What does Waltzing Matilda mean? There are numerous explanations. Most of them have to do with traveling. Here's an explanation by Senani Ponnamperuma: "The phrase Waltzing Matilda is believed to have originated with German immigrants who settled in Australia. Waltzing is derived from the German term auf der Walz which meant to travel while learning a trade. Young apprentices in those days traveled the country working under a master craftsman earning their living as they went - sleeping where they could. Matilda has teutonic origins and means Mighty Battle Maiden. It is believed to have been given to female camp followers who accompanied soldiers during the Thirty Year's War in Europe. This came to mean "to be kept warm at night" and later to mean the great army coats or blankets that soldiers wrapped themselves with. These were rolled into a swag tossed over their shoulder while marching. So the phrase Waltzing Matilda came to mean: to travel from place to place in search of work with all one's belongings on one's back wrapped in a blanket or cloth."

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Re:En Passant
« Reply #57 on: 2010-06-23 06:26:30 »
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[Blunderov] Anniversary of the birth of our newest Virion saint.

http://www.wired.com/thisdayintech/2010/06/0623alan-turing-born


1912: Alan Turing, who will go on to become one of the 20th century’s greatest mathematicians, computer scientists and philosophers, is born.

Turing is probably best known to Wired readers as the inventor of the “Turing test,” a way of measuring a computer’s ability to simulate intelligent human conversation.

But he’s more significant as one of the most influential computer-science pioneers of the 20th century, the man who invented and formally described the concept of a universal computing device, now known as a Turing machine.

He’s also a genuinely interesting figure, albeit a tragic one. An eccentric who liked to bicycle while wearing a gas mask and who occasionally wore pajama tops underneath suit jackets, he was also a prodigious and eclectic genius. He was elected a Fellow of King’s College, Cambridge University, just four years after entering as an undergraduate. Imagine enrolling at Harvard at 19 and becoming a faculty member in the mathematics department at 23, and you’ll have an idea how sharp he was.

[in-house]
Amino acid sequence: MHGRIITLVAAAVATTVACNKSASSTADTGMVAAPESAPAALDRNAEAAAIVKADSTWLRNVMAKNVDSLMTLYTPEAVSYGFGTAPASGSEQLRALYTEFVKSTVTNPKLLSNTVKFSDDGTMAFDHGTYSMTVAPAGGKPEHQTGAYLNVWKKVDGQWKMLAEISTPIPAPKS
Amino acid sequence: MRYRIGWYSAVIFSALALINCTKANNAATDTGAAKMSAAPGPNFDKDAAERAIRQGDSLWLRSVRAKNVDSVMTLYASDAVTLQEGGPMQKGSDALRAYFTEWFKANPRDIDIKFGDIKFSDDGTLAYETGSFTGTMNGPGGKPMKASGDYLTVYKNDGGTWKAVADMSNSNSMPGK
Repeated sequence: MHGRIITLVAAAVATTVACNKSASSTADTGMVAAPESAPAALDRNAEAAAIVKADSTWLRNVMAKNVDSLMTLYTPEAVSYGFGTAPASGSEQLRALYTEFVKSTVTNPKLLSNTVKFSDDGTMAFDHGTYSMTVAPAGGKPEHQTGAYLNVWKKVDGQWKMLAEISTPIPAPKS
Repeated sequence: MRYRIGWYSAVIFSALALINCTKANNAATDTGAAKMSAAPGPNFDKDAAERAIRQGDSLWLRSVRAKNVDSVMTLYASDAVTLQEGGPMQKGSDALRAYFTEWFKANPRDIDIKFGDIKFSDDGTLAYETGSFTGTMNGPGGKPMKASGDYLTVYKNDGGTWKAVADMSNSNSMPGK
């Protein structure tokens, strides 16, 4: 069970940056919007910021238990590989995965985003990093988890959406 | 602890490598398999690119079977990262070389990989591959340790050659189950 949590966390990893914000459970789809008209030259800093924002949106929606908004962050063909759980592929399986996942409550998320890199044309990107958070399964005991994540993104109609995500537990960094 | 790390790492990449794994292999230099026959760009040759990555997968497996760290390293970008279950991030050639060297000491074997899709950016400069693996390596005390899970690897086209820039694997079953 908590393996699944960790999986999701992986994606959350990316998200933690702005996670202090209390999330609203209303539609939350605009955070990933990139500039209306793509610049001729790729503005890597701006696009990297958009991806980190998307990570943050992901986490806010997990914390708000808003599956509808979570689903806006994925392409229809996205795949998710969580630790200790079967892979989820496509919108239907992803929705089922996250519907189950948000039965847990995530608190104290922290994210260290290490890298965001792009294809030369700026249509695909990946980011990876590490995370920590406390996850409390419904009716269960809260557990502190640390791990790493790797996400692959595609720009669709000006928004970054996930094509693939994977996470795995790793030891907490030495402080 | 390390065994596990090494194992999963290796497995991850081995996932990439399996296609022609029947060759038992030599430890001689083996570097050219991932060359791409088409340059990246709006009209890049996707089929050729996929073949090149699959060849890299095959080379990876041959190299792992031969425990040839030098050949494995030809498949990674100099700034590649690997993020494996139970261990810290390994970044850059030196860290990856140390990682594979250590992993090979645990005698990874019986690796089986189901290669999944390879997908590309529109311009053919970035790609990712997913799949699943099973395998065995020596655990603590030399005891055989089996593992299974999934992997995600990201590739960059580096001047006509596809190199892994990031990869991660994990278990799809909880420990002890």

A nearly Olympic-class marathon runner, Turing’s best time was 2 hours, 46 minutes, 3 seconds (by comparison, Delfo Cabrera won the 1948 Olympic marathon in 2:34:52). Yet, he was bookish, retiring and solitary in his study habits.

Turing was also a gay man in an era when homosexuality was not just taboo, but illegal. He was punished for his homosexuality in 1952 under the same 1885 law that had brought down Oscar Wilde more than half a century before. In lieu of a prison term, Turing was sentenced to a year of hormone “therapy” — basically, chemical castration with estrogen treatments aimed at curbing his sex drive.

Intellectually, Turing’s work defies easy categorization. He was influenced by Bertrand Russell and the circle of progressive intellectuals around John Maynard Keynes at Cambridge. His earliest work was mathematical, extending Kurt Gödel’s proofs that any mathematical system must necessarily be incomplete. But in solving that problem, Turing invented the notion of a universal machine, a now-fundamental concept in computer science.

A Turing machine is a device with an infinitely long tape, which it can use to write, read and alter arbitrary symbols (such as 1s and 0s). Starting with a basic set of operations, even the simplest Turing machine can be used to compute anything that is computable, Turing proved.

Interestingly, Turing machines can be used to simulate the behavior of other Turing machines — much as emulators let today’s Windows PCs play the same code that used to run on coin-operated Atari consoles in the 1980s.